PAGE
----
The difference ${\displaystyle h=p_{1}-p_{2}=H\sin {(at+\Phi )}}$ is defined as instantaneous hydromotive force between point p1 and p2, H representing the amplitude.

The effective hydromotive force will be: ${\displaystyle H_{eff}={\frac {H}{\sqrt {2}}}}$

## Friction

In alternating current flowing through a pipe, there is friction at the surface of the pipe and also in the liquid itself. Therefore, the relation between the hydromotive force and current can be written as:

${\displaystyle H=Ri}$; where R = coefficient of friction in ${\displaystyle {\frac {kg.sec.}{cm.^{5}}}}$

Using experiments R may be calculated from formula:

${\displaystyle R=\epsilon {\frac {\gamma lv_{eff}}{2g\omega d}}}$;

Where:

• ${\displaystyle \gamma }$ is the density of the liquid in kg per cm.3
• l is the length of the pipe in cm.
• g is the gravitational acceleration in cm. per sec.2
• ${\displaystyle \omega }$ is the section of the pipe in square centimeters.
• veff is the effective velocity
• d is the internal diameter of the pipe in centimeters.
• ${\displaystyle \epsilon =0.02+{\frac {0.18}{\sqrt {v_{eff}d}}}}$ for water (an approximation from experimental data).
• h is the instantaneous hydromotive force

If we introduce ${\displaystyle \epsilon }$ in the formula, we get:

${\displaystyle R={\frac {\gamma l}{g\omega }}{\big (}0.01{\frac {v}{d}}+{\frac {0.09}{d}}{\sqrt {\frac {v_{eff}}{d}}}{\big )}}$ which is equivalent to:
${\displaystyle 100k={\frac {v_{eff}}{d}}+{\frac {9}{d}}{\sqrt {\frac {v_{eff}}{d}}}={\frac {v_{eff}}{d}}{\big (}1+{\frac {9}{v_{eff}}}{\sqrt {\frac {v_{eff}}{d}}}{\big )}}$; introducing k in the formula results in ${\displaystyle R=k{\frac {\gamma l}{g\omega }}}$

For pipes with a greater diameter, a greater velocity can be achieved for same value of k. The loss of power due to friction is calculated by:

${\displaystyle W={\frac {1}{T}}\int _{0}^{T}hi\,dt}$, putting h = Ri results in:
${\displaystyle W={\frac {1}{T}}\int _{0}^{T}Ri^{2}\,dt={\frac {R}{T}}\int _{0}^{T}i^{2}\,dt={\frac {RI^{2}}{2}}}$
Therefore: ${\displaystyle W={\frac {RI^{2}}{2}}={\frac {HI}{2}}=H_{eff}\times I_{eff}}$

## Capacity and condensers

Definition: Hydraulic condensers are appliances for making alterations in value of fluid currents, pressures or phases of alternating fluid currents. The apparatus usually consists of a mobile solid body, which divides the liquid column, and is fixed elastically in a middle position such that it follows the movements of the liquid column.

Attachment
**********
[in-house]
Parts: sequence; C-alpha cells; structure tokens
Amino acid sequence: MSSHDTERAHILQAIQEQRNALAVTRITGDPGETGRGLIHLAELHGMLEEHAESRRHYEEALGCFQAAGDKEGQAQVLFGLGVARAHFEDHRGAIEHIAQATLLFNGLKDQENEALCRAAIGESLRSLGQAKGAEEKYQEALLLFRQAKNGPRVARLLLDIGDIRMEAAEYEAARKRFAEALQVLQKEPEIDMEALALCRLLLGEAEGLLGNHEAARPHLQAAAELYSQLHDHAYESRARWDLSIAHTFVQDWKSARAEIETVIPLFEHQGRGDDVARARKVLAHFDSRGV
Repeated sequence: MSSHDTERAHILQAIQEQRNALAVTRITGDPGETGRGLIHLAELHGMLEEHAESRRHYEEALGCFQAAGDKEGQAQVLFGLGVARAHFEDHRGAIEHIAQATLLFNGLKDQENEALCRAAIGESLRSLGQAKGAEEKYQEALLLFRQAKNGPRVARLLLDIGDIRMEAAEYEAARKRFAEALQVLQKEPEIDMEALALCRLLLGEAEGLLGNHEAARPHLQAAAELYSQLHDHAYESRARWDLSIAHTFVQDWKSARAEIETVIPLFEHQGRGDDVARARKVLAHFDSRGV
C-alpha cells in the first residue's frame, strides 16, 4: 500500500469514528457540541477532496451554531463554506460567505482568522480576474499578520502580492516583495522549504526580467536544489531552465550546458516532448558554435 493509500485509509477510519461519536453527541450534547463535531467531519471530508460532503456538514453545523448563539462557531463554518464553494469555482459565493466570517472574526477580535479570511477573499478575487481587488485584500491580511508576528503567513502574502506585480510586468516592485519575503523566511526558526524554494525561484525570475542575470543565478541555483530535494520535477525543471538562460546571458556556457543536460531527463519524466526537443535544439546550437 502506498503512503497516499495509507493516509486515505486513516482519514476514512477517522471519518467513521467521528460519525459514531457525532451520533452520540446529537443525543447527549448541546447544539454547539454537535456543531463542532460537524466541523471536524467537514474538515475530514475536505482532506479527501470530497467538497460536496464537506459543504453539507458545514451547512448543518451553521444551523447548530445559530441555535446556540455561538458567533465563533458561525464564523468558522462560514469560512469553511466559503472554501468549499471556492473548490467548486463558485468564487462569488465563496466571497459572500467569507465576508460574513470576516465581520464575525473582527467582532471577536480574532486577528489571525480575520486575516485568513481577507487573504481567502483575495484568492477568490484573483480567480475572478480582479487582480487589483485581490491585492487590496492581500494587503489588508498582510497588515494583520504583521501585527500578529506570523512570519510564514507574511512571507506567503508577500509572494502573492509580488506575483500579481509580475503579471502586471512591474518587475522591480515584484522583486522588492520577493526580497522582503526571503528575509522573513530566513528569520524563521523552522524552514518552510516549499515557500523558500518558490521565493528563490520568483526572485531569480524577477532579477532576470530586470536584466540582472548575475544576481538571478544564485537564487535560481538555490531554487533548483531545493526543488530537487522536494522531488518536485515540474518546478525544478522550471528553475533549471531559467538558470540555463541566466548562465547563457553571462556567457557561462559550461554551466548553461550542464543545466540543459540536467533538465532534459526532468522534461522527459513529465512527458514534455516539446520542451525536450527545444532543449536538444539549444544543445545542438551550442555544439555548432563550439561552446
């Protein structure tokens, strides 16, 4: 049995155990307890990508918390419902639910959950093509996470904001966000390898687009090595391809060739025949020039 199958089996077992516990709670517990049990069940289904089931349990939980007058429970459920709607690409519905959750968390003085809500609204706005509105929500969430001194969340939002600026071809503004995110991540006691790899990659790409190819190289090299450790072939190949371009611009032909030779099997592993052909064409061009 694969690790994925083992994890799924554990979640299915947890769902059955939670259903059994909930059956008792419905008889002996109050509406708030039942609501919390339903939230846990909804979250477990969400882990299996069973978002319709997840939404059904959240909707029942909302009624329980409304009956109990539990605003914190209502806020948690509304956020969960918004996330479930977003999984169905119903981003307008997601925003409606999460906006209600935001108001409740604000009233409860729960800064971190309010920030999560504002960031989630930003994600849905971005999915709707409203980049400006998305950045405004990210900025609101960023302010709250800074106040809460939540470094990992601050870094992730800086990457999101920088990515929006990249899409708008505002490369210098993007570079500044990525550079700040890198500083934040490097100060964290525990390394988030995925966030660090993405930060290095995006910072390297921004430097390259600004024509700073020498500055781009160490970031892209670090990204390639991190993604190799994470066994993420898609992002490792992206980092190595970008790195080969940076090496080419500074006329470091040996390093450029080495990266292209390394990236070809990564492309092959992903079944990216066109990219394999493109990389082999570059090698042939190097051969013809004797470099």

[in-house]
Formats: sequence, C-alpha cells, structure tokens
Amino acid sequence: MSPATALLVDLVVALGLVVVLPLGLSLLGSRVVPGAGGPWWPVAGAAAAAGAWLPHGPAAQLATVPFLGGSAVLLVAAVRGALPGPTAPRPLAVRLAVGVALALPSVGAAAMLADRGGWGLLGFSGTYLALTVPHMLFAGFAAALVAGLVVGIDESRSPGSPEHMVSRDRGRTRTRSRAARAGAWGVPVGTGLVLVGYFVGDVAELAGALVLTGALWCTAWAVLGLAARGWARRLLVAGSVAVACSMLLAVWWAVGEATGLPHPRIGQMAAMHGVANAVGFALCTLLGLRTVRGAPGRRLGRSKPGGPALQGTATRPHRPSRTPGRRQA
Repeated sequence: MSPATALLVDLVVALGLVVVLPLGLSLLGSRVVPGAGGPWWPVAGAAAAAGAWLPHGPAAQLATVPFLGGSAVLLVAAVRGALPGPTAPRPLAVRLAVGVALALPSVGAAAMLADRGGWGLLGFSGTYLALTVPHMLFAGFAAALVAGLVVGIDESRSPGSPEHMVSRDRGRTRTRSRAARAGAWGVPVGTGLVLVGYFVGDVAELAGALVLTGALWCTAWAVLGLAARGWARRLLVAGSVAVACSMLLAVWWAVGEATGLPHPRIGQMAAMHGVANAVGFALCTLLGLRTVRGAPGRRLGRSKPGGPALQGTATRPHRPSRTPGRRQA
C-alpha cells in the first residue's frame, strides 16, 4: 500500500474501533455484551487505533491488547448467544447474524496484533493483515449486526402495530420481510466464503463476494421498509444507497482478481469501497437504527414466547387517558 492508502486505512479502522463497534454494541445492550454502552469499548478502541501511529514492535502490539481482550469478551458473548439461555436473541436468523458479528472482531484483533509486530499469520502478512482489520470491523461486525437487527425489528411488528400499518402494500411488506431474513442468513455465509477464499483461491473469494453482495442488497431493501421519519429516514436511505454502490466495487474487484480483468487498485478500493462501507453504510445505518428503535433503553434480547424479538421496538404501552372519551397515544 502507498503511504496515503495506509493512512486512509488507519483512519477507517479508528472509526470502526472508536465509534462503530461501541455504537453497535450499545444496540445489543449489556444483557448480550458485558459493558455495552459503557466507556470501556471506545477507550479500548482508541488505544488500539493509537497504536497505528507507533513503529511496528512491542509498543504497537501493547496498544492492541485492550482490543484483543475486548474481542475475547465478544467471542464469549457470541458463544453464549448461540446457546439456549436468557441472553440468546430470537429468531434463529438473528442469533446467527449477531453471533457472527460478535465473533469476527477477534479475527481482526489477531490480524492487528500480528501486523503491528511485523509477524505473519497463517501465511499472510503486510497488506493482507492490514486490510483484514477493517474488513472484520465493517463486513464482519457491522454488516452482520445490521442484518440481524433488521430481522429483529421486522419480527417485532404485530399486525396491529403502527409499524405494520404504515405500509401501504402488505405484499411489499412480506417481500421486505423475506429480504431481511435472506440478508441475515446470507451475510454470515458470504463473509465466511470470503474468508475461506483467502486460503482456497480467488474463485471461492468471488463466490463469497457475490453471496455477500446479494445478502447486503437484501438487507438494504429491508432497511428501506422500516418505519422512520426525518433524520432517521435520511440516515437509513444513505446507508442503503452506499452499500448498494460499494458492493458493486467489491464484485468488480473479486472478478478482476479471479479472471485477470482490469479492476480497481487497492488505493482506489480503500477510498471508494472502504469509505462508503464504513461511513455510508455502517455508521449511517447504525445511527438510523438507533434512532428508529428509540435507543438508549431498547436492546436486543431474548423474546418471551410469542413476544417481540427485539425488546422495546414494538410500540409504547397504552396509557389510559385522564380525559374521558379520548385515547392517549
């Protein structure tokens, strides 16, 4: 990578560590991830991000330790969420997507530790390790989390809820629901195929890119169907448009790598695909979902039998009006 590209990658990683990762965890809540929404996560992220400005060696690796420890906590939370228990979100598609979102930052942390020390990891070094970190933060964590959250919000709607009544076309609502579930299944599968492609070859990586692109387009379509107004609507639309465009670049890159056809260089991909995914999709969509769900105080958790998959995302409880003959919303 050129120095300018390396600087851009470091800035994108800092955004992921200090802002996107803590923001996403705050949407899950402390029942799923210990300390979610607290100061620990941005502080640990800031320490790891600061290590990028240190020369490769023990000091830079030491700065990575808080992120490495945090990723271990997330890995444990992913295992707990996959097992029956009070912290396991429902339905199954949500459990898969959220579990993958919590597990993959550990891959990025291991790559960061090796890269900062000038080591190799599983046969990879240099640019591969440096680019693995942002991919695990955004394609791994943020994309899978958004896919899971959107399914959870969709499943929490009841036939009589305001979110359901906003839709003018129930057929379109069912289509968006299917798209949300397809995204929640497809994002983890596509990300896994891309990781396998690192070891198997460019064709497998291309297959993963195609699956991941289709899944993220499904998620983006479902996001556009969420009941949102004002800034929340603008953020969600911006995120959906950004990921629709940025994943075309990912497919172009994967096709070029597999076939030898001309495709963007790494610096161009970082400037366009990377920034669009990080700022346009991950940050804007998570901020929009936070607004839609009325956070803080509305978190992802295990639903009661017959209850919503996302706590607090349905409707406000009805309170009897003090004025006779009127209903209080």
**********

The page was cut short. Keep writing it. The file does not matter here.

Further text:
The principal function of hydraulic condensers is to counteract inertia effects due to moving masses.

Hydraulic Condenser Drawing Theory
Hydraulic Condenser Example
Hooke's law for spring ${\displaystyle F=m{\frac {\mathrm {d} ^{2}x}{\mathrm {d} t^{2}}}=-kx}$; in this case x=f=piston movement.
Simple Harmonic

The principal function of hydraulic condensers is to counteract inertial effects due to moving masses.

The capacity C of a condenser consisting of a piston of section ω on which the liquid pressure is acting, held in a mean position by means of springs, is given by the equation:

ΔV = ωΔf = CΔp

where:

ΔV = the variation of volume for the given liquid;
Δf = the variation of the longitudinal position of the piston,

and

Δp = the variation of the pressure in the liquid.

If the piston is held by a spring at any given moment:

f = AF where
A = a constant depending on the spring

and

F = the force acting on the spring.

In the condenser we will have:

ΔF = ωΔp

and

Δf = AωΔp

Considering the above equations:

C = Aω2

and

${\displaystyle F={\frac {f}{A}}={\frac {f\omega }{C}}}$

For a spring wire of circular section:

${\displaystyle B=Ff}$

Where

B is the volume of spring in cubic centimeters

and

σ is the allowable stress of metal in kilograms per square centimeter.
G is the coefficient of transverse elasticity of the metal.

Therefore:

B = mFf

m being a constant depending on σ and G. If d is the diameter of the spring wire and the D the mean diameter of the spring. Then:

${\displaystyle F=0.4{\frac {d^{3}}{D}}\sigma }$

so that:

${\displaystyle d={\sqrt[{3}]{\frac {FD}{0.4\sigma }}}}$

if we consider ::${\displaystyle n={\sqrt[{3}]{\frac {1}{0.4\sigma }}}}$ then:

${\displaystyle d=n{\sqrt[{3}]{FD}}}$

The above equations are used in order to calculate the springs required for a condenser of a given capacity required to work at a given maximum stress.